9 Movies Like It Follows (2015) On Cineplex Canada

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Ex Machina is the directorial debut of Alex Garland, the writer of 28 Days Later (and 28 Weeks Later). It tells the story of Caleb (Domhnall Gleeson from About Time), an IT developer who is invited by a billionaire CEO to participate in a groundbreaking experiment—administering a Turing test to a humanoid robot called Ava (Alicia Vikander). Meeting the robot with feelings of superiority at first, questions of trust and ethics soon collide with the protagonist's personal views. While this dazzling film does not rely on them, the visual effects and the overall look-feel of Ex Machina are absolutely stunning and were rightly picked for an Academy Award. They make Ex Machina feel just as casually futuristic as the equally stylish Her and, like Joaquin Phoenix, Gleeson aka Caleb must confront the feelings he develops towards a machine, despite his full awareness that 'she' is just that. This is possibly as close to Kubrick as anyone got in the 21st century. Ex Machina is clever, thrilling, and packed with engaging ideas.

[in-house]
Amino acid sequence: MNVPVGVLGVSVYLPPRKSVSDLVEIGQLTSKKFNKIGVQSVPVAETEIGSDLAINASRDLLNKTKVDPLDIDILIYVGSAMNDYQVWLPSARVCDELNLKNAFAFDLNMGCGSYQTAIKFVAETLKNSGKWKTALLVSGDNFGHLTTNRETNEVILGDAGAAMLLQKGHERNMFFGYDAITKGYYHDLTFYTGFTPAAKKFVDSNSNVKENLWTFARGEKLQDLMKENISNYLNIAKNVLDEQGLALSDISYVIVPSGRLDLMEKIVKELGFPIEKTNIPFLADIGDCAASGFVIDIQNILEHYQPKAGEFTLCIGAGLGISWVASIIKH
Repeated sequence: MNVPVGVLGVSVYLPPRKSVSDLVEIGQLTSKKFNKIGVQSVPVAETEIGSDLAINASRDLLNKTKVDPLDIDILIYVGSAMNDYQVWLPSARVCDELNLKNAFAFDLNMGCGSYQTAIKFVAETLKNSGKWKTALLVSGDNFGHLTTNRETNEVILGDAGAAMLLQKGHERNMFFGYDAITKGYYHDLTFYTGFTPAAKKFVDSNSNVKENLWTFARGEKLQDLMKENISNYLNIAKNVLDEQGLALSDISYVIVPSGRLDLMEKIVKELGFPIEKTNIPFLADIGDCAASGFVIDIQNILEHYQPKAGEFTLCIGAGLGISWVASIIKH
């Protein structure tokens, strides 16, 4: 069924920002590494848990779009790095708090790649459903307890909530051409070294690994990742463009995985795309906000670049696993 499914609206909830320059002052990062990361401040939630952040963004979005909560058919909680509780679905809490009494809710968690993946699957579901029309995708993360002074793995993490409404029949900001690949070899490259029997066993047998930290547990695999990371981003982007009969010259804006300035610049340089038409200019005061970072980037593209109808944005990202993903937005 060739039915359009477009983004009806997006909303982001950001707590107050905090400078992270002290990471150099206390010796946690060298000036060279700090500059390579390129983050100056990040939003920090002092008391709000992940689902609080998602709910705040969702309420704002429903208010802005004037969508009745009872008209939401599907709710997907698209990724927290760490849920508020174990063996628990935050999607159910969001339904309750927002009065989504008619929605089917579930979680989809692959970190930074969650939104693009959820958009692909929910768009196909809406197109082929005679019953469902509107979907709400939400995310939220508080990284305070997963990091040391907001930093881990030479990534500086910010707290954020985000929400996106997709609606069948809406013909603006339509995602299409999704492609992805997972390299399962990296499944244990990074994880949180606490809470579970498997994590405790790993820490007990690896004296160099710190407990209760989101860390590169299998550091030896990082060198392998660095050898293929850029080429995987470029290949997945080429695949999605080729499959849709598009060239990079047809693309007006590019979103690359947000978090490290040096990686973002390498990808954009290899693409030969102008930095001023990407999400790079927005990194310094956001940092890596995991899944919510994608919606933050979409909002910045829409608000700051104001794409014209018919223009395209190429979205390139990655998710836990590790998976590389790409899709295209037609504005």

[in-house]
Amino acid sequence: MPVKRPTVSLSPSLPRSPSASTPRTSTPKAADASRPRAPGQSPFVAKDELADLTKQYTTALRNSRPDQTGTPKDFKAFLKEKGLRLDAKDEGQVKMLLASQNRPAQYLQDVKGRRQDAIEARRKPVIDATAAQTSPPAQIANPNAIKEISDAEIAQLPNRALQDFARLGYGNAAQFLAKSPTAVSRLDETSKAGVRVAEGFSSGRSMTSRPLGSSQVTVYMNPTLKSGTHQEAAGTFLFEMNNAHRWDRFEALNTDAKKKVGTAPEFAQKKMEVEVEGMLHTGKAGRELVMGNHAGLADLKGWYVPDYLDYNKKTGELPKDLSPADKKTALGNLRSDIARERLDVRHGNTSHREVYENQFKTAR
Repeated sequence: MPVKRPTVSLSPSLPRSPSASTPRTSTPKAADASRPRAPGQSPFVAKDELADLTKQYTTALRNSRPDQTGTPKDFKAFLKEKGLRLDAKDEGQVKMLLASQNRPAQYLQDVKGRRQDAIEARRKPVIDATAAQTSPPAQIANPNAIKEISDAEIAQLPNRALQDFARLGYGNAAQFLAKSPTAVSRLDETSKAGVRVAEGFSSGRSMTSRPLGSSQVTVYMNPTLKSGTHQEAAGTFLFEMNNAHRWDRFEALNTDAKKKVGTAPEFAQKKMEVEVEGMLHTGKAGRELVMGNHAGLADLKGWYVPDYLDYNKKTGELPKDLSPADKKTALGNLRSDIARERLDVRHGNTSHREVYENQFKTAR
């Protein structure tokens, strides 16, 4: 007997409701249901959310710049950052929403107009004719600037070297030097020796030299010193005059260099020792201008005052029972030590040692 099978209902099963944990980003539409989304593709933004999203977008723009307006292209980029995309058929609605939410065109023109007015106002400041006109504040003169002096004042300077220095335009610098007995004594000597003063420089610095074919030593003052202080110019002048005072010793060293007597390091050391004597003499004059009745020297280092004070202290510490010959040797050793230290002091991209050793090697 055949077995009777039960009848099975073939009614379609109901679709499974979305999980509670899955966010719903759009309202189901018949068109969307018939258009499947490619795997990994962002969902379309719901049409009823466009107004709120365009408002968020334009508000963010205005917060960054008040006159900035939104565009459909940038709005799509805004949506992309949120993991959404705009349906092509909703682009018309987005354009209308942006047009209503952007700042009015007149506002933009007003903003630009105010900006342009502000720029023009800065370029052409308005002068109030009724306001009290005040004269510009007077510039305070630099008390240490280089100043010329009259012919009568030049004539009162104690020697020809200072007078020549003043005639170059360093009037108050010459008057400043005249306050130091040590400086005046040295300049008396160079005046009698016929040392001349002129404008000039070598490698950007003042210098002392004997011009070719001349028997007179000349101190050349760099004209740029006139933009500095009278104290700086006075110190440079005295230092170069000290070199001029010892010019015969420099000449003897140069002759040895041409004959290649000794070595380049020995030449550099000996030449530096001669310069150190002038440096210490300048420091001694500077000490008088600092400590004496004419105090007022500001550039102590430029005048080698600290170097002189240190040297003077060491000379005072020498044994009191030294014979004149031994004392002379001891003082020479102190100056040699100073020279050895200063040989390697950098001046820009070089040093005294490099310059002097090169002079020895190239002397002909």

Genre: Drama, Science Fiction

Actor: Alex Garland, Alicia Vikander, Chelsea Li, Claire Selby, Corey Johnson, Domhnall Gleeson, Elina Alminas, Gana Bayarsaikhan, Oscar Isaac, Sonoya Mizuno, Symara A. Templeman, Symara Templeman, Tiffany Pisani

Director: Alex Garland

Rating: R

Martin Scorsese — plus screenwriter Paul Schrader, editor Thelma Schoonmaker, and cinematographer Robert Richardson — reimagine nocturnal New York City as an eternally flaming circle of hell in this darkly funny fever dream. Frank Pierce (Nicolas Cage) is an insomniac paramedic who’s haunted by the ghosts of all the lives he couldn’t save and is on a nightmarish run of losing every patient he tries to help. There’s no respite for him anywhere; he’s so burnt out he begs to be fired, but the city is so desperate they won’t let him leave their tired ranks of medics, who are mostly jaded, sometimes sadistic, and yet still addicted to the euphoric high of saving a life.